After the installation, you'll see an icon in the system tray which looks like . Click the icon. You'll see a pop up dialog as shown below.
Turn on your laptop's WiFi card if your laptop has a dedicated button to turn it on. Then fill the WiFi Name as anything you like. I filled it MAX. Check the box that says Share Internet. Then in the Mode drop down list, select Access Point, WPA2-PSK. Oh wait!!! Do you see only Ad-hoc open and Ad-hoc WEP? If you see Access Point, WPA2-PSK or you don't see a drop down list at all, means you're lucky. Just click Start Hotspot button, and you're done! For those who aren't lucky, just like me, read on...
What happened to me was that I didn't see the Access Point mode. I thought, my WiFi card doesn't support Access Point mode. I went to the supported card's list at and I could see my card Intel 5100/5300, WiFi Link 1000 BGN listed there. "Then what's the catch?", thought the frustrated me! I noted that the driver version supported was I checked my card's driver version in Device Manager and saw that it was 11.x.x.x. I went to my laptop's manufacturer support site and saw that the latest WiFi driver for my machine was available and it was I also noticed that all other components(like Chipset, Audio, Graphics, Ethernet card etc...) had updated drivers for them. I Downed 'em all and installed.(What's the morale??? Always keep your drivers updated.)
After the re-boot, I could see a Virtual WiFi MiniPort adaptor installed in Network Connections with the name Wireless Network Connection 2.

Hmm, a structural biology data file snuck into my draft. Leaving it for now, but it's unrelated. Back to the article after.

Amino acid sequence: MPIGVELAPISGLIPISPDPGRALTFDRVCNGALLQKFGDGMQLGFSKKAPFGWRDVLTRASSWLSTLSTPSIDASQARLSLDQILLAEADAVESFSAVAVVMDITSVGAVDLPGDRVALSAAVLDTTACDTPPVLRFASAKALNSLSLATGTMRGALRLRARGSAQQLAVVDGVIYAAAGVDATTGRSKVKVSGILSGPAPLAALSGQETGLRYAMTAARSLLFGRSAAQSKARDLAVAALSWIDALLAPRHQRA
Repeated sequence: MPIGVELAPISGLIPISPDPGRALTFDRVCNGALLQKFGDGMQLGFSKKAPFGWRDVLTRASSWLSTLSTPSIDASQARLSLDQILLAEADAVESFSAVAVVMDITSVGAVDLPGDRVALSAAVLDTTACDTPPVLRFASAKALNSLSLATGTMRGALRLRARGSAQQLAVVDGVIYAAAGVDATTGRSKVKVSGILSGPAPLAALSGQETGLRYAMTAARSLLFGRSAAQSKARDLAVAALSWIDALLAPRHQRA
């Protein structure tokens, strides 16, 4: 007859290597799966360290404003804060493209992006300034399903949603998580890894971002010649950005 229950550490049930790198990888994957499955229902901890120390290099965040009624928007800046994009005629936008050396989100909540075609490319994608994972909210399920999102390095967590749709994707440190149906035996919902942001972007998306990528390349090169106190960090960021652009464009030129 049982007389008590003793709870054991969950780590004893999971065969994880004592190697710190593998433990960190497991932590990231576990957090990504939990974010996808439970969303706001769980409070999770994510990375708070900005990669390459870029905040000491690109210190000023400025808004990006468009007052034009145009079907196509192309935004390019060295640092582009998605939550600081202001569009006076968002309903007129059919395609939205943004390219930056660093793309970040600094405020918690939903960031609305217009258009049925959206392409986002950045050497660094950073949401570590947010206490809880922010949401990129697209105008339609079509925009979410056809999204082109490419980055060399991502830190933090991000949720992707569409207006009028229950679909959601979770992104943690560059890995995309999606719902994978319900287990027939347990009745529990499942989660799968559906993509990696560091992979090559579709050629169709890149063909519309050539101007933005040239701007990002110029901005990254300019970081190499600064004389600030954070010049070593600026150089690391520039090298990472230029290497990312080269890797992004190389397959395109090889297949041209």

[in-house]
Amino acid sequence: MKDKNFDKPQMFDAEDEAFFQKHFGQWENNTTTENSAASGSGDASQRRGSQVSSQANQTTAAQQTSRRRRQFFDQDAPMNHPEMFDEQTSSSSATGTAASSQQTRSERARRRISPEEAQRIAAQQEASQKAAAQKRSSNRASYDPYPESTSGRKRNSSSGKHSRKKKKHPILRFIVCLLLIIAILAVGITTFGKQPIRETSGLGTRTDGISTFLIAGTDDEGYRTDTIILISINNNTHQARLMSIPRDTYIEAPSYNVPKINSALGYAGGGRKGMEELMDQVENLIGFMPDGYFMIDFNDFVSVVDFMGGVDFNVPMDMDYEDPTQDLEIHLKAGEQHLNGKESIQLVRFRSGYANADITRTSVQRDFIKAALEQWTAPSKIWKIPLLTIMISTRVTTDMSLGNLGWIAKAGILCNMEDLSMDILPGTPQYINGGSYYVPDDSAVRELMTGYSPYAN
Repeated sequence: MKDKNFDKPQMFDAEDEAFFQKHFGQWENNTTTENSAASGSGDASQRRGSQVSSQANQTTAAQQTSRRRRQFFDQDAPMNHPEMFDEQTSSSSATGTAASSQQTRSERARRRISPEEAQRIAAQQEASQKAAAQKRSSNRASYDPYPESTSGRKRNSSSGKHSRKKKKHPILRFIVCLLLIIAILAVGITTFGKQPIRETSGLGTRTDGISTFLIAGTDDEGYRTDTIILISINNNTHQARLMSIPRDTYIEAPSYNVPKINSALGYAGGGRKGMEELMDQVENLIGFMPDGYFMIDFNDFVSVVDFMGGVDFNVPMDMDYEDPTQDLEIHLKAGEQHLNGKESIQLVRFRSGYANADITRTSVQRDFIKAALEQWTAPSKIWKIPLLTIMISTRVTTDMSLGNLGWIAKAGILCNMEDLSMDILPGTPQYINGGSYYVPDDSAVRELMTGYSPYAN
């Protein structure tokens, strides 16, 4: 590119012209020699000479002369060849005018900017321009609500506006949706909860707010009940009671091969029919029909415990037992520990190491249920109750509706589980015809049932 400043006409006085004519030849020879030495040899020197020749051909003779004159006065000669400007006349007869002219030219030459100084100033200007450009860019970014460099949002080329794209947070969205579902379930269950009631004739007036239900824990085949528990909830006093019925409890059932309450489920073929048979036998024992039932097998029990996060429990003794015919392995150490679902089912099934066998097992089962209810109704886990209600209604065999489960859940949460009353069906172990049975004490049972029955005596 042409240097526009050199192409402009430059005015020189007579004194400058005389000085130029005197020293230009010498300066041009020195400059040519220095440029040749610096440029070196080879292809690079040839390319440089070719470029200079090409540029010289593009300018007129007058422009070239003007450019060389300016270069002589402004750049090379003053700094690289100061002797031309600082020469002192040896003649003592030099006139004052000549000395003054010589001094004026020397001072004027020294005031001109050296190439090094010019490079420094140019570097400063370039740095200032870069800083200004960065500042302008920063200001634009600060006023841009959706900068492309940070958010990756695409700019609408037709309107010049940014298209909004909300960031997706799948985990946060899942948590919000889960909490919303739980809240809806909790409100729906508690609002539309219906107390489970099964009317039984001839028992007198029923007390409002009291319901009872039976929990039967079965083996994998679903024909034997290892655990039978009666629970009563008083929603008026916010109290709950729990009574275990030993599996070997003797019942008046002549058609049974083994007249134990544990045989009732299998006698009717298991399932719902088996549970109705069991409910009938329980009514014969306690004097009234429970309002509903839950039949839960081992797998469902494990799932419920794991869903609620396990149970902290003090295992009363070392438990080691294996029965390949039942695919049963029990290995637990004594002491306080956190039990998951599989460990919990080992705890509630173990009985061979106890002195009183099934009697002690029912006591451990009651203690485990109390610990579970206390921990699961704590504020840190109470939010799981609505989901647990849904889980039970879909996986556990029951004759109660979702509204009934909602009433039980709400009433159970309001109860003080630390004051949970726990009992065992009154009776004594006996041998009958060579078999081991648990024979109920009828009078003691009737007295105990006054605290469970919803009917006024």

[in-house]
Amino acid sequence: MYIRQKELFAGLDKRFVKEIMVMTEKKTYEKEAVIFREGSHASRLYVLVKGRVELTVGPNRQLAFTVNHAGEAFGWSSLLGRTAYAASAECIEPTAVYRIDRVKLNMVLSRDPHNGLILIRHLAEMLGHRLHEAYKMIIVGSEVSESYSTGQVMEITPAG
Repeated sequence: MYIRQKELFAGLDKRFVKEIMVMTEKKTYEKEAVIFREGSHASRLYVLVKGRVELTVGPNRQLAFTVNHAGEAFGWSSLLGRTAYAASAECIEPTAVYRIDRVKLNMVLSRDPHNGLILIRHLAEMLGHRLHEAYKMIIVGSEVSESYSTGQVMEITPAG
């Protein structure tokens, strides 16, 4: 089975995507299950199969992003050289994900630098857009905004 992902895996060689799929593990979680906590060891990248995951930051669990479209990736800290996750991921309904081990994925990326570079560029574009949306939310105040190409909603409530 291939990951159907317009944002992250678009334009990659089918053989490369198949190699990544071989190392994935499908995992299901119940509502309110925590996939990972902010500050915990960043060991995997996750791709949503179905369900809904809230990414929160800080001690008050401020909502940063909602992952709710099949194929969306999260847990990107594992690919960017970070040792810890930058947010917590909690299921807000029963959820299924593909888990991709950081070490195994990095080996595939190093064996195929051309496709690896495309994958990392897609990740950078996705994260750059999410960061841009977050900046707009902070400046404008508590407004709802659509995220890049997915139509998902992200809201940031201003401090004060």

Then I launched connectify, I didn't see any drop down list in the mode box(screenshot. below). I entered a 8-character WPA2 key and clicked the Start Hotspot button.

It took a while(about 15-20 seconds) to configure and my WiFi hotspot was up and running! My Connectify popup was now with the Status: Running MAX, Mode: Access Point WPA2-PSK. I was a happy man! I turned on my phone's WiFi and connected my phone to MAX easily. I saw my phone's MAC and IP addresses in the Connected Clients list. Even a Sony Ericsson logo was shown there!!!
Using DHCP my phone was assigned the IP address The computer's Software based WiFi router was assigned the IP address as In the system tray, the red mark from Connectify icon was now removed and it was like this

Everything was up and runing, still I couldn't browse the web. In he phone, I checked the gateway address and it was fine i.e., that I had already cnfigured in WiFi static.
I went to Network Connections, in my laptop. That can be reached through Network and Sharing Center > Change Adaptor Settings. I right clicked my wired ethernet icon and clicked properties. In the sharing tab Wireless Network Connection was listed as the Home Netowrking Connection. I understood that it must be set to Wireless Network Connection 2 which was the name of the connection that WiFi Miniport Adaptor had. I unchecked the box that said Allow other network users to connect through..... then clicked Ok, and closed the properties window. Then again right clicked my wired internet connection icon, clicked properties and in the Sharing tab checked the box Allow other.... In the Home Networking dropdown I selected Wireless Networking Cnnection 2 and clicked Ok and closed the properties window.

I restarted the hotspot and my phone got connected and I could successfully browse the web on my phone!!!
One of the major issues with the phone that I had pointed in one of my previous posts i.e. , has been solved!!! Go Android go!!!

Thursday, September 2, 2010